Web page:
Review: The Kashmir Files Is A Heart Wrenching Film Revealing Story Of Kashmiri Pandits In Multiple Narratives Leaves You In Dilemma… A Must Watch!

a sensation, emotion, a suppressed story, dark reality stirring the viewers' feelings with the audience coming out of the theatres with teary eyes. 

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Ever since the film, The Kashmir Files was announced and its posters, trailers were released it has found itself in immense controversy. But, despite all the hurdles the film had hit the theatres and turned to be not just any other film but a sensation, emotion, a suppressed story, dark reality stirring the viewers’ feelings with the audience coming out of the theatres with teary eyes.

The film starts with the communal unrest in the then state of Jammu and Kashmir back in the 90s when the ethnic Kashmiri pandits were forced, brutally, ruthlessly attacked by Islamic terrorists and was given just three options Convert, Run or Die. Amongst lakhs of Kashmiri Pandit’s families, one was of the Pushkarnath Pandit (Anupam Kher).

His son gets murdered by the terrorists and his daughter-in-law is forced to eat uncooked rice soaked in her dead husbands’ blood to save her life, his life, and his grandsons’ lives. And he flees from Kashmir to Delhi with his one grandson.

Then the film comes in the present timeline where Pushkarnath Pandit’s grandson Krishna Pandit (Darshan Kumar) a university student and also a presidential candidate of the students’ youth wing comes to Kashmir after 30 years with Pushkarnath’s Ashes and he stays at Pushkarnath’s friend’s place Brahma Dutt (Mithun Chakraborthy) where his other three friends were also present. Brahma Dutt was an IAS officer, and the other three were police, a doctor, and a journalist.

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On one hand, Krishna is a ‘liberal’ youth leader mentored by his liberal professor Radhika Menon (Pallavi Joshi) who is against the revocation of article 370. But when he comes to Kashmir and meets his grandfather’s friends they try to show him the ‘real’ story of Kashmir and an exodus of Kashmiri Pandits which is termed by them as ‘genocide.’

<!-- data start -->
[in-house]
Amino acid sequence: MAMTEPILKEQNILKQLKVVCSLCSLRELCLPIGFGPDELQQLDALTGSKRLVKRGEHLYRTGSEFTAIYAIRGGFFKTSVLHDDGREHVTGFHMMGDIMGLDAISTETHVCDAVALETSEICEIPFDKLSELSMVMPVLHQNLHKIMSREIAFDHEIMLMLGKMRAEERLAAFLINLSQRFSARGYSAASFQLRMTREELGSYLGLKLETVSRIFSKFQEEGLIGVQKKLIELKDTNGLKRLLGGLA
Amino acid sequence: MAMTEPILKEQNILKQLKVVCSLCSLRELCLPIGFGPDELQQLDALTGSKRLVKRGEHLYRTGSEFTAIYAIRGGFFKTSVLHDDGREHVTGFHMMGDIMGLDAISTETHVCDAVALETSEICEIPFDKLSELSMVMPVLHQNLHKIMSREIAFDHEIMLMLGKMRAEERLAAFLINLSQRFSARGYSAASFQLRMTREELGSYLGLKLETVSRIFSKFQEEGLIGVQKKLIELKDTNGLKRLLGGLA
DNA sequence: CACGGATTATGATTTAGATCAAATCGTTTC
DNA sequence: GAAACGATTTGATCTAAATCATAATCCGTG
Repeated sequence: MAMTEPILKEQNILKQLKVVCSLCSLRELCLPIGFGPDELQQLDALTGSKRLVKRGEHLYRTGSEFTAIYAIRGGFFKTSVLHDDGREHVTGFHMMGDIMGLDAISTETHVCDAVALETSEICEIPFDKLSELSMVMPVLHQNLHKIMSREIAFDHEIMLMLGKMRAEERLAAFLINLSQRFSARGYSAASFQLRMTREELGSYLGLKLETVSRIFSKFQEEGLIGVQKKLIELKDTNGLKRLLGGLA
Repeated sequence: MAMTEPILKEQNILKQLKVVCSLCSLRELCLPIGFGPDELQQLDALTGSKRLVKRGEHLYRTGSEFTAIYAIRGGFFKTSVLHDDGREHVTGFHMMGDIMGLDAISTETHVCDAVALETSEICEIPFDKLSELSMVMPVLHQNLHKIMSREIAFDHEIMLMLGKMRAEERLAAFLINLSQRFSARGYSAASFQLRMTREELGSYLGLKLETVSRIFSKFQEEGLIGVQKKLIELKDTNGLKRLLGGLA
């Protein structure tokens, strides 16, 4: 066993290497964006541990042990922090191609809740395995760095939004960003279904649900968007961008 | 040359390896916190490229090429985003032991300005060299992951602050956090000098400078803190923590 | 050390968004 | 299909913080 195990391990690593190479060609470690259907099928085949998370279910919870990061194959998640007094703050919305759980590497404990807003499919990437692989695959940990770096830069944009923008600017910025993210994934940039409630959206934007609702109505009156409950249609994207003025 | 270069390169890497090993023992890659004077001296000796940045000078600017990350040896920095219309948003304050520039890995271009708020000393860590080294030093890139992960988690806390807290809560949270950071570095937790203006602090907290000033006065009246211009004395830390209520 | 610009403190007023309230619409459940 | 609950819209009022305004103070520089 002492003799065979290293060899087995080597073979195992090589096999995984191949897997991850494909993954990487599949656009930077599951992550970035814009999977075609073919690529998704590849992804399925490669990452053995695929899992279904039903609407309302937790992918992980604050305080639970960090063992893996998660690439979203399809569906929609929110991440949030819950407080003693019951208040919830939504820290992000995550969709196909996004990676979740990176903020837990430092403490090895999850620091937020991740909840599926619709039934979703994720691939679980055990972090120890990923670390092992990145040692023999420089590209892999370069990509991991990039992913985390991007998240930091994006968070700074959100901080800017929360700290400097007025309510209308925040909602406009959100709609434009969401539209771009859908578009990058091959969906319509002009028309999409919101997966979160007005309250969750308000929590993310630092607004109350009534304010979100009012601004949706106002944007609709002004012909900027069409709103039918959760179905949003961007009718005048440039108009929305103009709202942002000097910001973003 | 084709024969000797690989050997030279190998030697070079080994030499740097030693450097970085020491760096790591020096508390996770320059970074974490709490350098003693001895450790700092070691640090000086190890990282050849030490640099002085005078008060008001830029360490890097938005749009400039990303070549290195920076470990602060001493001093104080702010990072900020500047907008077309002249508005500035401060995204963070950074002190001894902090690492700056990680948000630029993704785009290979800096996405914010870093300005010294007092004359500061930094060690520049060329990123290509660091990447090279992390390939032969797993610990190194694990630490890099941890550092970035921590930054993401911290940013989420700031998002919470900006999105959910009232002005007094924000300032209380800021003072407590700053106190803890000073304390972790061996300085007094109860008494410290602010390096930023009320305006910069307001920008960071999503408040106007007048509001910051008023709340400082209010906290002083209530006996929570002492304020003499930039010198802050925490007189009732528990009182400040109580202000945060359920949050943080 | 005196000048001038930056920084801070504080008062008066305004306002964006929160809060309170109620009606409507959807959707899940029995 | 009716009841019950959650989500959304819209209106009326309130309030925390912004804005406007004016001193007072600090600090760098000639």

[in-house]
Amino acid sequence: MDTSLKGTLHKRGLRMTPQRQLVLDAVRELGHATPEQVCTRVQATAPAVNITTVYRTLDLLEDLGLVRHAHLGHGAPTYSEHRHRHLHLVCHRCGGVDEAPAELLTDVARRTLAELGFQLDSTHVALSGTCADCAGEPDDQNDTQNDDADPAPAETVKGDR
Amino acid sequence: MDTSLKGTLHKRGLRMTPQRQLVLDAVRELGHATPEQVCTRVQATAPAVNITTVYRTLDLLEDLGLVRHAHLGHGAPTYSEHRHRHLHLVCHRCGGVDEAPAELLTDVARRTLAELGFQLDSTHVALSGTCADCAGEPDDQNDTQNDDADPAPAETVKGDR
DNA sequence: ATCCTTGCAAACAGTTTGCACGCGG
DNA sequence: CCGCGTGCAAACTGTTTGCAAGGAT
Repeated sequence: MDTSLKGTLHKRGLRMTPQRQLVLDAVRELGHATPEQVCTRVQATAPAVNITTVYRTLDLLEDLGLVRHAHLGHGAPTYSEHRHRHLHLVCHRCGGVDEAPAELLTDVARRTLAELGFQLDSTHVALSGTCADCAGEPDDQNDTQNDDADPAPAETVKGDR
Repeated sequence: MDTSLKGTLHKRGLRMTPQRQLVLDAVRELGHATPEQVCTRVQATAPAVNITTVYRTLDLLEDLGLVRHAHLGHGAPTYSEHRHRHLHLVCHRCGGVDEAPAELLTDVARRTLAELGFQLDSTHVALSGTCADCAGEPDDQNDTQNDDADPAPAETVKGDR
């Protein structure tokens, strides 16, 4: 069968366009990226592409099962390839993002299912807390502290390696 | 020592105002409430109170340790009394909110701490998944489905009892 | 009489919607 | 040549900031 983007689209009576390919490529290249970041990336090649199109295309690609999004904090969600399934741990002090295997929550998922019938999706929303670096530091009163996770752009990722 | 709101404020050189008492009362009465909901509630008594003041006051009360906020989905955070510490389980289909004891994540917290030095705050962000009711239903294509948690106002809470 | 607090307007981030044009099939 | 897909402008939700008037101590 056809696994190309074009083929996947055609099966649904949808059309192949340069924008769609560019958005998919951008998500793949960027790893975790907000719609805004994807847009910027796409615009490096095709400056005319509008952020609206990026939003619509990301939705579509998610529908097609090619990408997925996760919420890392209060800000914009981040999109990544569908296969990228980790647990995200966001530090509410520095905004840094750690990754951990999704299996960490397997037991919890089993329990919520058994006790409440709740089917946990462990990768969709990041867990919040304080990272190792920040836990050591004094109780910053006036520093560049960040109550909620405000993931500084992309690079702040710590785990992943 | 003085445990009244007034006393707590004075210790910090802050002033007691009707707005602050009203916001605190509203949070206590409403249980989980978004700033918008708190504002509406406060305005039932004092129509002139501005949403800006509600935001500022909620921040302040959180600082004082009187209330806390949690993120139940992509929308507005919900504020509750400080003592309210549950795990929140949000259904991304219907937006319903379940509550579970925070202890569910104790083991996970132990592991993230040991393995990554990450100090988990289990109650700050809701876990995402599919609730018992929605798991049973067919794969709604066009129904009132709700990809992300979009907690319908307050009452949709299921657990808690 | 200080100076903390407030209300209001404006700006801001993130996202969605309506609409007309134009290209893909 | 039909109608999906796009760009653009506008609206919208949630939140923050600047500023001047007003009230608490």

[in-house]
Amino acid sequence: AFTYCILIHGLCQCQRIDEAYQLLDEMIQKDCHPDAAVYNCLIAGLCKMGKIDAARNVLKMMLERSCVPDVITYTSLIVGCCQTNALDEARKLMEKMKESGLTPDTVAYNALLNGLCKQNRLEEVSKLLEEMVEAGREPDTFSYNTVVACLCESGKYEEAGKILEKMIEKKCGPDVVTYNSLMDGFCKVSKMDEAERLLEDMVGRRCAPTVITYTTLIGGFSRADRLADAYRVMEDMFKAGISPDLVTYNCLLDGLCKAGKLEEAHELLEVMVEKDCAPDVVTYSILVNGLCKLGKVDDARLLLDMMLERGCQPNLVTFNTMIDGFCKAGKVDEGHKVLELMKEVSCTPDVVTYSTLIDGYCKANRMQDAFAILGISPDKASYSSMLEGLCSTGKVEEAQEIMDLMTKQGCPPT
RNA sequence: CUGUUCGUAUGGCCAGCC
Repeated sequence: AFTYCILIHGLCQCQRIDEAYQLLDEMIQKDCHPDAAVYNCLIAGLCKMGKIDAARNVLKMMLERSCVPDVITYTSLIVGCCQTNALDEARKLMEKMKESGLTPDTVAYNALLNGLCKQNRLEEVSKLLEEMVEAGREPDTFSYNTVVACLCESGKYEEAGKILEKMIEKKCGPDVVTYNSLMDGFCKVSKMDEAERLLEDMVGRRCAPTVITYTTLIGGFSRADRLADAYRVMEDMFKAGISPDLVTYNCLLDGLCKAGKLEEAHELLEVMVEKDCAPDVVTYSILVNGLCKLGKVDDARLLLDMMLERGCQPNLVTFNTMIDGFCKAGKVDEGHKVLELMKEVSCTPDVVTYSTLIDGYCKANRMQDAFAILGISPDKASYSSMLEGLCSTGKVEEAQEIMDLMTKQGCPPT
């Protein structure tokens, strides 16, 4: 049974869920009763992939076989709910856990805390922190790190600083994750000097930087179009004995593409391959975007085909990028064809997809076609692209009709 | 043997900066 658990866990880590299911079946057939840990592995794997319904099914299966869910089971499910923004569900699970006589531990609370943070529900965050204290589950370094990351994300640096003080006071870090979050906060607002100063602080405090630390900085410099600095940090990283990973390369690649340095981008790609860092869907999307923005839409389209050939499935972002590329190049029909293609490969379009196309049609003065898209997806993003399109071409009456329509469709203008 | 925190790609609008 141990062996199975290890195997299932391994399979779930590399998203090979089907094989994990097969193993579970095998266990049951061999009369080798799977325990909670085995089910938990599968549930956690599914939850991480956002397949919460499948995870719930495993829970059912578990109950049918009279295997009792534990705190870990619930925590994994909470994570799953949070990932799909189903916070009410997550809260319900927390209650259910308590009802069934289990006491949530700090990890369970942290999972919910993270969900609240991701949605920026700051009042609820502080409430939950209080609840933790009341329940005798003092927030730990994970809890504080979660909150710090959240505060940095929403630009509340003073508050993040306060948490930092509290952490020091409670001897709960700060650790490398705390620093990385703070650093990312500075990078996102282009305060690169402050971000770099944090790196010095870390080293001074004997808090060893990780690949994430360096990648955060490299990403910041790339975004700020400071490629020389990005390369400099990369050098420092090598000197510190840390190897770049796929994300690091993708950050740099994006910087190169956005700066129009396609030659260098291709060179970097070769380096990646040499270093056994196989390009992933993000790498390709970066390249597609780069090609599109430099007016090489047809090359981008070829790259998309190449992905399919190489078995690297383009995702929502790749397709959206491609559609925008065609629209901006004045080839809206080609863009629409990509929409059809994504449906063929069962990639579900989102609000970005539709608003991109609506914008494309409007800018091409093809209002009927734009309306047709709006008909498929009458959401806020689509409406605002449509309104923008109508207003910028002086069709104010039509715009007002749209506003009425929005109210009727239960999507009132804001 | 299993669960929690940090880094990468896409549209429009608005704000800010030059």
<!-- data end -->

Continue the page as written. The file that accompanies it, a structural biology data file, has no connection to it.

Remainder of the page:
And their narrative is that the Kashmiri pandits were left helpless and the state and central government back then did not bother about them and favored just one particular community. The antagonist in the film is Bitta (Chinmay Mandlekar) a commander of the Jammu and Kashmir Liberation Front.

In the story told by the four friends of his grandfather, he finds out Bitta was the one who killed his elder brother, mother, and father. When he returns to Delhi to his college campus he is not the same liberal! The exodus of the Kashmiri pandit shown in the film is brutal and ferocious.

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Anupam Kher through his acting wins our hearts and makes us cry in the theatre, Pallavi Joshi best portrayed herself as the perfect Liberal And Darshan plays his part very well…

The multiple narratives shown in the film will leave you as a viewer in a dilemma of what has to be believed! the ones who are well aware of the past history and politics shall be able to decide for themselves well of which narrative to believe and what not to get swayed away with!